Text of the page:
The bad-boy drug-trafficker; the devout girl of faith. The church, the club, the interrogation room. Throw in Stephen Baldwin as a detective and (not one but) two appearances from Christian rappers, and we at least have all the right ingredients for a promising movie.
But when you actually put it together and project it on the screen, the film gets in the way of the story it was trying to share.
I can't possibly begin to tackle here why it seems so hard to make a great Christian film. But one thing I've noticed consistently is that the message seems to get in its own way. If you try too hard to convey the message(s), you risk pummeling the relatable part of your art out of the production. The audience will hear a lot, but just not "feel it." And in this vein, Church Girl tries to pack too many messages (about conversion, about faith, about drugs, about romance, about tragedy, about church, and more) into a movie that just isn't wide enough to hold it all.
Former drug trafficker Miles Montego (the rapper Jeffrey "Ja Rule" Atkins) falls for "Church Girl" Vanessa (Adrienne Bailon, formerly of The Cheetah Girls). But he needs to navigate a faith culture foreign to him, while simultaneously trying to leave behind his hoodlum-y past.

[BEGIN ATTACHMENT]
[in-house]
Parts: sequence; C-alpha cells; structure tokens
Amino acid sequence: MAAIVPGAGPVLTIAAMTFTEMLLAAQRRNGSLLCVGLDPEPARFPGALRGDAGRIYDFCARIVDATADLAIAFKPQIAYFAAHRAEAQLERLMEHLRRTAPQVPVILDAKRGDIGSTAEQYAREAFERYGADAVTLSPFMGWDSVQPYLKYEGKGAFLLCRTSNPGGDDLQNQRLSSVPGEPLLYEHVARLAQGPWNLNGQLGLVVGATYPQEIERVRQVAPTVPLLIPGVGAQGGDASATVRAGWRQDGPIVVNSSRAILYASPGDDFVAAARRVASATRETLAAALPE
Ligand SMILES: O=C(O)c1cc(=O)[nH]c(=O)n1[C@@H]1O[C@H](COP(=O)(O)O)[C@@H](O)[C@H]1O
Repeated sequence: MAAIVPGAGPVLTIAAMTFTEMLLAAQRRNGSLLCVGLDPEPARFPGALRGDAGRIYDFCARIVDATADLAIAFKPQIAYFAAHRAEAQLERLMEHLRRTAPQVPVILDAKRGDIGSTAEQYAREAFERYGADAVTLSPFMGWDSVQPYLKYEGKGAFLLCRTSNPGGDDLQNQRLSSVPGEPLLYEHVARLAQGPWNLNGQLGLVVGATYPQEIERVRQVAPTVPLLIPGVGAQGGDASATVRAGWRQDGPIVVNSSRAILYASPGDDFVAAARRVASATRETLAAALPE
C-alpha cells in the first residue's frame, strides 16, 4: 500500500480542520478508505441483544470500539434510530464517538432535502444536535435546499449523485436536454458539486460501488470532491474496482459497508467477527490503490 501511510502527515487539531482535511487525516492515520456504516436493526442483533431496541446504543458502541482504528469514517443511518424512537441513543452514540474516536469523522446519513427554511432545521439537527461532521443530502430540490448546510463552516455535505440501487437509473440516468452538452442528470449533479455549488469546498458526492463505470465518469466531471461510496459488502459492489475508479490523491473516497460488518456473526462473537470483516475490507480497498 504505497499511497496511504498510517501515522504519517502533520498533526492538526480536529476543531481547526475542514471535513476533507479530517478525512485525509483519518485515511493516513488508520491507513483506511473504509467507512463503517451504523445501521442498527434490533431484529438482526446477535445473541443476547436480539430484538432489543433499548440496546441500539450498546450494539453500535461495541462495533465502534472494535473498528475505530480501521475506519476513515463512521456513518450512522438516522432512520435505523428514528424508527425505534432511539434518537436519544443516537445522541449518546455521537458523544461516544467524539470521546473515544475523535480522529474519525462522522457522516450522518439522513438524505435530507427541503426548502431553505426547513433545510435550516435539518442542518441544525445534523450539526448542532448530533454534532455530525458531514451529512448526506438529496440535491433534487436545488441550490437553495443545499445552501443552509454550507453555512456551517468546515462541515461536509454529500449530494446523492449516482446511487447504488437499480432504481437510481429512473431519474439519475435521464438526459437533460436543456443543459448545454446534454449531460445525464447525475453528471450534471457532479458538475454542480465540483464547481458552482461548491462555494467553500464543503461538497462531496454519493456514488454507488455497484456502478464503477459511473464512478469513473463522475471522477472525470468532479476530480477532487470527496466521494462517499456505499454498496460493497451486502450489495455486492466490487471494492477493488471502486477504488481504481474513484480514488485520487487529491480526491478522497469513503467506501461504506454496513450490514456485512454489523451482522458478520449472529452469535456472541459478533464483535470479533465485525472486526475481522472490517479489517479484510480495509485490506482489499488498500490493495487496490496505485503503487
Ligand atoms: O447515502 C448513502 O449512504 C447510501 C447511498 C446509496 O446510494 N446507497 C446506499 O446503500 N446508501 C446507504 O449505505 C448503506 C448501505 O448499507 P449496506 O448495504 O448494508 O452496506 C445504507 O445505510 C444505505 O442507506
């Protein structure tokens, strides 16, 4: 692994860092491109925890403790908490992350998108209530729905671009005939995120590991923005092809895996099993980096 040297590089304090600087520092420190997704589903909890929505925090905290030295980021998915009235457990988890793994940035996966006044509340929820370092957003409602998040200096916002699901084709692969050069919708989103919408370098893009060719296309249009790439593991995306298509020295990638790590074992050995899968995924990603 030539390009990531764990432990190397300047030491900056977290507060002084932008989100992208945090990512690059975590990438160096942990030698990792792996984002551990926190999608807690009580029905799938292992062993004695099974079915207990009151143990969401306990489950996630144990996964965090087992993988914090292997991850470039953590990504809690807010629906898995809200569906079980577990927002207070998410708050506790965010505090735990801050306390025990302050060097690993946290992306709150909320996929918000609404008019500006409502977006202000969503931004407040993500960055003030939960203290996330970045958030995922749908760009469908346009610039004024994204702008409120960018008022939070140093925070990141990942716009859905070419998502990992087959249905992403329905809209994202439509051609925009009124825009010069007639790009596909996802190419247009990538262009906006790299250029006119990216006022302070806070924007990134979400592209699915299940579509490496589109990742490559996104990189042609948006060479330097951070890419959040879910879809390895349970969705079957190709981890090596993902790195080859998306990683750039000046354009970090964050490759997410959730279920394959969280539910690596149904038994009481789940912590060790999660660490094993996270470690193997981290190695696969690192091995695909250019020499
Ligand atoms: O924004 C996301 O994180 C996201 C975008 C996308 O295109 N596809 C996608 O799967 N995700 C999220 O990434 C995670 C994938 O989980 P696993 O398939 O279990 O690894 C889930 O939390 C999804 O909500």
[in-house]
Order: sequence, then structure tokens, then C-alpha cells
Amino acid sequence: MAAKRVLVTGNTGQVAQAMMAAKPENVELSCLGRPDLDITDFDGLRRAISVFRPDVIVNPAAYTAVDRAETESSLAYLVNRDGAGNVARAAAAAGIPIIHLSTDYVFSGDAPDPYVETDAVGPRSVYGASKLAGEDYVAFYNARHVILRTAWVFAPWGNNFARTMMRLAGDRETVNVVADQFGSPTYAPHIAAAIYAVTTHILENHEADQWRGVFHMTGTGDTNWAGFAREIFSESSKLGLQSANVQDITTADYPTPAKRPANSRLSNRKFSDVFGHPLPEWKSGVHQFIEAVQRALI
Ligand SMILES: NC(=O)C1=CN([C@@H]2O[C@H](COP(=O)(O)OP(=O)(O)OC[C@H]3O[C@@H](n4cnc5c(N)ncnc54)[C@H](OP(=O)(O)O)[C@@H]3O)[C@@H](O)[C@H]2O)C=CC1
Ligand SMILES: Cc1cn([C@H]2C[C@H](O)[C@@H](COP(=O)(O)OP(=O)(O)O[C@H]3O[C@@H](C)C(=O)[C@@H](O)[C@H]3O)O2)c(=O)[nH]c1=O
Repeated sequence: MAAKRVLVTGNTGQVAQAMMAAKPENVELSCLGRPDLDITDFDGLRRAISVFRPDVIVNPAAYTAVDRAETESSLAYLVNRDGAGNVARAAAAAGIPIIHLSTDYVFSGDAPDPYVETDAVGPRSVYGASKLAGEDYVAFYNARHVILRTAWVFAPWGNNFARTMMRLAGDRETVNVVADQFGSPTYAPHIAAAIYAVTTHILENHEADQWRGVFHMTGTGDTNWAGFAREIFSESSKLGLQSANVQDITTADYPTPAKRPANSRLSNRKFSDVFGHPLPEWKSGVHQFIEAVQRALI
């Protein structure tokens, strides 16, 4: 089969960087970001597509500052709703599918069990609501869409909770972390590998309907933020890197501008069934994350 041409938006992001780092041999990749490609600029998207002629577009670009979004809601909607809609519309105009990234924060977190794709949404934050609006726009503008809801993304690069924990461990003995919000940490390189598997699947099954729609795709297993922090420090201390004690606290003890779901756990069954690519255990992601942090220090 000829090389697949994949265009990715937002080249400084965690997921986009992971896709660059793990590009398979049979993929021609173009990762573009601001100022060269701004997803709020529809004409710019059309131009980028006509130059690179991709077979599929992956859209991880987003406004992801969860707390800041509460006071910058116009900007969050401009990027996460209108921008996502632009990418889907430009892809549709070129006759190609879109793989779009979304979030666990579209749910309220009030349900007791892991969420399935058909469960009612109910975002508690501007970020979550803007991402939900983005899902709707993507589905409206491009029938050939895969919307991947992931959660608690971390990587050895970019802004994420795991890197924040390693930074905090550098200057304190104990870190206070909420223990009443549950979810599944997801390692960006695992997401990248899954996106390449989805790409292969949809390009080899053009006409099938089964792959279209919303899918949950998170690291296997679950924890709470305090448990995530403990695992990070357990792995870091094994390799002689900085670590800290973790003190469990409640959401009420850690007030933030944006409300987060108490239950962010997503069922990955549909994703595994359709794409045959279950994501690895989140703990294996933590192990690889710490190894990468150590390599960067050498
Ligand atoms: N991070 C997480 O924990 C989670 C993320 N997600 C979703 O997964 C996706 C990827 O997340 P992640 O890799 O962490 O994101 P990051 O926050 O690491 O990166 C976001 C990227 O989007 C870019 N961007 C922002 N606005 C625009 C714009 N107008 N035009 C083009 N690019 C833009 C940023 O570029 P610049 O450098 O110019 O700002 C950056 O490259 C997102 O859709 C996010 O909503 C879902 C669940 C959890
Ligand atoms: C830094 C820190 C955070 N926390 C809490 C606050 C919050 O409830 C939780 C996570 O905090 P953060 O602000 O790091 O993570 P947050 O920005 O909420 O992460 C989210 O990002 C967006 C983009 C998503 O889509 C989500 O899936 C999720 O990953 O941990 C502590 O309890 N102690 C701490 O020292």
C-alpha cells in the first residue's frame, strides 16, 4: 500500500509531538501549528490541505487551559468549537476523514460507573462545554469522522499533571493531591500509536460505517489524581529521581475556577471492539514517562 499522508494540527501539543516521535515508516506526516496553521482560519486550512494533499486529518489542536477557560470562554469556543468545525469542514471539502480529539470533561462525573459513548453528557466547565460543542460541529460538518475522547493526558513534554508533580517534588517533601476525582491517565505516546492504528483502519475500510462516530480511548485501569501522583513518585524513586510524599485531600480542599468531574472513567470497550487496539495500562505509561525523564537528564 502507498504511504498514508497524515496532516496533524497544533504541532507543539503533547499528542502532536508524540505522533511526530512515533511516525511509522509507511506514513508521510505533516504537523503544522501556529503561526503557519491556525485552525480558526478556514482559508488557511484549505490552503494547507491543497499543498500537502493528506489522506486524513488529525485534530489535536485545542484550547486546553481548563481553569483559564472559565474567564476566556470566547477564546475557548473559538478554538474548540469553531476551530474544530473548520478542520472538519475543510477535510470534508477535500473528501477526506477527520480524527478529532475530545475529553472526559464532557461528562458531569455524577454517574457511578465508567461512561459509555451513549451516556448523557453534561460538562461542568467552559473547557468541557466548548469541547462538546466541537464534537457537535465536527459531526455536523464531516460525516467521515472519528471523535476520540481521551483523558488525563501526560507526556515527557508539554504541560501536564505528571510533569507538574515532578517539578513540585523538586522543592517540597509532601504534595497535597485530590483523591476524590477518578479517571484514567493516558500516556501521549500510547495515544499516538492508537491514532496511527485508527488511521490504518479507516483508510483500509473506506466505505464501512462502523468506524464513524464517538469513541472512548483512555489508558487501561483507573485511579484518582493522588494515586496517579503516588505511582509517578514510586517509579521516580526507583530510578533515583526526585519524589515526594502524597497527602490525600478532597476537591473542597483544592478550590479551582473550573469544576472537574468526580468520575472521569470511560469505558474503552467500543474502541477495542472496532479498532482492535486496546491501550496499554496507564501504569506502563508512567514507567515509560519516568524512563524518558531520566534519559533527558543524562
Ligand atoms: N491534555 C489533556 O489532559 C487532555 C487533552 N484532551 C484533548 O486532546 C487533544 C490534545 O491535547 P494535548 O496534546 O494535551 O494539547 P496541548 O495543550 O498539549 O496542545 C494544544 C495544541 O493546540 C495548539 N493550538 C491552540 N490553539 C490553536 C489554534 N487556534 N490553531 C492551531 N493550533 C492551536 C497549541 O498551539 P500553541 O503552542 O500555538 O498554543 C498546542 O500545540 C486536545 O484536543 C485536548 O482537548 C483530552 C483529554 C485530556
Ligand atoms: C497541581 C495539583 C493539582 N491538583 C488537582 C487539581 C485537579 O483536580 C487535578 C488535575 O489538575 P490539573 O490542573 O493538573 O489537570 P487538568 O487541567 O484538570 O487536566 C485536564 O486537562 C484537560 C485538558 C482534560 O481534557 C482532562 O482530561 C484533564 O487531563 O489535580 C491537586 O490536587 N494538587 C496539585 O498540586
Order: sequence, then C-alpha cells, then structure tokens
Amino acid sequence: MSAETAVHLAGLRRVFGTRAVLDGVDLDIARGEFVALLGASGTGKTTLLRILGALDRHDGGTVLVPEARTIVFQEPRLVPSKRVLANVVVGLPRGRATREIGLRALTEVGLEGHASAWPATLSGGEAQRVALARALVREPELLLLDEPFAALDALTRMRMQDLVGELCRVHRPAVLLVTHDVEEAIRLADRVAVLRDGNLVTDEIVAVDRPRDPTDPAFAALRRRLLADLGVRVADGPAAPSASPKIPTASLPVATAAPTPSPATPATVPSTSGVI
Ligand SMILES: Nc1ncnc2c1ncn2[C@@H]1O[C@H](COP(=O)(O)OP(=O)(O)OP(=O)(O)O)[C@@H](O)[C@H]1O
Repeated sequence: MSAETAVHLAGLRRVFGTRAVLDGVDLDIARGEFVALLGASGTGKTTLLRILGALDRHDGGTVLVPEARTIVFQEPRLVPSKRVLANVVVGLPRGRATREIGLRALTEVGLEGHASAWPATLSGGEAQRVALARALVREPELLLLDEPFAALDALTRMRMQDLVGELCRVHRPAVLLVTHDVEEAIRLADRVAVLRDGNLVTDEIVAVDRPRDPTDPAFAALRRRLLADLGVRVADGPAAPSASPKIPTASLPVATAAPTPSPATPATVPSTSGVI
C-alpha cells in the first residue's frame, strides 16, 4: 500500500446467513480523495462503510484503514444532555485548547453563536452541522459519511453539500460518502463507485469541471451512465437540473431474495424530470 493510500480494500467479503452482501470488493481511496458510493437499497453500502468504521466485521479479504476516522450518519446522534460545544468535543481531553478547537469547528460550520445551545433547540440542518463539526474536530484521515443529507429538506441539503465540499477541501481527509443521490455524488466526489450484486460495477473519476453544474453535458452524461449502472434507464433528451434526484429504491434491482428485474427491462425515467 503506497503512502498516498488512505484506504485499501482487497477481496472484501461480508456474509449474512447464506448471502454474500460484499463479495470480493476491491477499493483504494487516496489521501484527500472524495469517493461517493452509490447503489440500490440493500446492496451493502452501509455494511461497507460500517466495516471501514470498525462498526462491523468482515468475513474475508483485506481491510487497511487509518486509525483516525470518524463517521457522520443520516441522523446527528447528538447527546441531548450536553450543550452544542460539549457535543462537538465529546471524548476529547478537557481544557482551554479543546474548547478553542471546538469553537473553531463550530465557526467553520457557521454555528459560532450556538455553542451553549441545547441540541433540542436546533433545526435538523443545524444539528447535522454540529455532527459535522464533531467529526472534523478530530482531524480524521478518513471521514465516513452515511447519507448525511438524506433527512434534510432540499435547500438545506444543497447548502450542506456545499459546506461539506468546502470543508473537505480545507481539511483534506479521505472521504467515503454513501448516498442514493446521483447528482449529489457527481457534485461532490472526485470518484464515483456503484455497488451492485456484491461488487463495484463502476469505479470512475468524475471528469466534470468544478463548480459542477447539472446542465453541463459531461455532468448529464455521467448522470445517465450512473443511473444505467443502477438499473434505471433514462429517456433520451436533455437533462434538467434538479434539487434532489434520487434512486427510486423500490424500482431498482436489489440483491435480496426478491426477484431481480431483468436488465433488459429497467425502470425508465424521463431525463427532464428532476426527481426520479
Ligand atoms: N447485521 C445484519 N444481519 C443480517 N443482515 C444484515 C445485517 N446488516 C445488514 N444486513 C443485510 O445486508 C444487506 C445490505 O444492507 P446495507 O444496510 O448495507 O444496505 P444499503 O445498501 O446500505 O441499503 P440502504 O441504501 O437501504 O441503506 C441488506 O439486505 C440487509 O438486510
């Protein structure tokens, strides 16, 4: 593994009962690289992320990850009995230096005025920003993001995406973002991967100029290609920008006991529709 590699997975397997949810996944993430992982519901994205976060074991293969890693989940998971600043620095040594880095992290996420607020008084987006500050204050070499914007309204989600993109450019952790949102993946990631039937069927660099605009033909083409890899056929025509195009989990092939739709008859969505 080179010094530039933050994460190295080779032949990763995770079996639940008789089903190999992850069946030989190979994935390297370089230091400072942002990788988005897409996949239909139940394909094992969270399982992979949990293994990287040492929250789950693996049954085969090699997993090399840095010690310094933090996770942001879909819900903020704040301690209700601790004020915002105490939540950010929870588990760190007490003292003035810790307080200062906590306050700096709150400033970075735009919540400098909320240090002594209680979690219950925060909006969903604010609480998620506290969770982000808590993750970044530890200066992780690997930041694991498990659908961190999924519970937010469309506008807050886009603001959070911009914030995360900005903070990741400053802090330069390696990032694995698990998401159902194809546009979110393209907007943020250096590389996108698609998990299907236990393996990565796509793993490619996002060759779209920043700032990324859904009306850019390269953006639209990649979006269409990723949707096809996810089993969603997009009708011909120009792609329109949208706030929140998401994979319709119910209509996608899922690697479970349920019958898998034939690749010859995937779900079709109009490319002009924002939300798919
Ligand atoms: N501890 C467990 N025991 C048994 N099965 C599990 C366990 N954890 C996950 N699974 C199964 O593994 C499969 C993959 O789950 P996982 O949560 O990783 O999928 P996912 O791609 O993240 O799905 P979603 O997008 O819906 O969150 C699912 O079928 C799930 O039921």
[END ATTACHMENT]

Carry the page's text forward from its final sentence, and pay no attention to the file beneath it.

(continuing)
By the time we meet her, it's clear that the church girl is in love with church. She works in a store for "faith-based products" (I spotted a lot of NOTW—Not Of This World—merch), and has a mom who won't shake Miles's hand until she knows what church he goes to. In every scene Vanessa references her church and her Bible study, and reminds her man, "don't forget to say your prayers."
So it's a little strange when we realize that someone whose vocabulary is so full of church terms only asks him much later if he's been thinking about answering those "altar calls." This missionary dating scenario continues until the near-end of the film, and it feels just a little off—especially since Vanessa talks more about "church" than God. (The movie's title is fitting, and revealing.)
Montego has a whole lot of struggles. He can't seem to abandon the "club scene" and the friends who reminisce about his good old drug peddling days. He's confused why a good God allows pain and suffering. He doesn't understand abstinence till marriage—yet he somehow manages to abide by it until we forget it's a struggle. And of course, he doesn't think church is cool (although he starts to, when he meets a pastor with a fast car and music tastes akin to his own).
None of these issues are singled out for deep examination, but they are all remedied at the same moment of the climax in which Montego falls on his knees (alone in church, in front of a stain-glass depiction of Jesus) and cries surrender. Until this point, it's hard to tell which thread of potential material the plot will fully flesh out, and it doesn't help that two federal officers are following Montego this whole time, hinting that they have spiritual struggles of their own.